The province has turned down Princeton’s $20 million request for funds to build an indoor pool.
The municipality was notified late March 19 that its grant application was not successful.
“I’m surprised, frankly,” said Mayor Spencer Coyne, noting there had been previous indications from higher levels of government that the plan was viewed favorably.
“I’m going to try to find a silver lining.”
The town applied for the grant in January 2019, under the Investing in Canada Infrastructure Program.
The notification from the province indicated “they were inundated with requests,” said Coyne.
The letter to the town reads, in part: “The program received significantly more applications than could be funded. This decision does not reflect on the importance of this project for your community, but rather the degree by which the program has been oversubscribed”.
Creating the proposal and making the application cost Princeton approximately $135,000.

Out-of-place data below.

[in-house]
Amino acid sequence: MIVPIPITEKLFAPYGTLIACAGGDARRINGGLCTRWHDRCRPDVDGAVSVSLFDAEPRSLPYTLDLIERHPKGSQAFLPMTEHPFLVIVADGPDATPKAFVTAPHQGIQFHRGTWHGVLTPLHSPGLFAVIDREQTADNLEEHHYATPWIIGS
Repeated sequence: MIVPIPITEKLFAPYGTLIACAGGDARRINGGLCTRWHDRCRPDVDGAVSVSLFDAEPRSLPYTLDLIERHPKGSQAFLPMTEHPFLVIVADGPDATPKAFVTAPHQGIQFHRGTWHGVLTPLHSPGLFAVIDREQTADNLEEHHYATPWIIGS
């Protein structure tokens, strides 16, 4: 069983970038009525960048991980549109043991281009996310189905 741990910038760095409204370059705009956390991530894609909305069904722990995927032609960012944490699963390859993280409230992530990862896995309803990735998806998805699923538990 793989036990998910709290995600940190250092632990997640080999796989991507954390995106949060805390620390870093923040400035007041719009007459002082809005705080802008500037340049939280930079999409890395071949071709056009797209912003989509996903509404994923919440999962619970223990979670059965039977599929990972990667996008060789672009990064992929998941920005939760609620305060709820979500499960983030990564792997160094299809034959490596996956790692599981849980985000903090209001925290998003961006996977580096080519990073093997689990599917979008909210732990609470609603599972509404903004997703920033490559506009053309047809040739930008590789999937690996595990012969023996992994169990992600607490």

The facility was to include a five-lane lap pool up to 6.8 feet deep, a leisure pool with tots area, overhead sprays and rehabilitation features, a lazy river, hot pool, upper level walking track, pickleball courts and exercise area, coffee bar, party and meeting rooms.
It was to be built on the former Overwaitea property on Bridge Street, a lot that was gifted to the municipality to be used for a community amenity.
The total cost of the project was estimated at $27 million, with the municipality contributing $7 million taken from reserve accounts, corporate donations, fundraising, further grants, donations in kind and sponsorships.
Coyne said he will look at the decision as “an opportunity to have a different discussion…That’s what we need to focus on.”
He acknowledged the scope of the proposed facility was somewhat controversial.
“The proposal was put forward by a previous council and there have been individuals who have questioned it.”
The idea of an indoor pool for Princeton has been floated several times in the past few decades. The mayor recalled one of the earliest proposals – to locate a pool at the arena – was put to referendum when he was in elementary school.
The pool dream is not dead in the water, he stated.
Coyne said the town will hold public meetings to receive feedback on the viability of an indoor pool, and hopes eventually to receive community “buy-in.”
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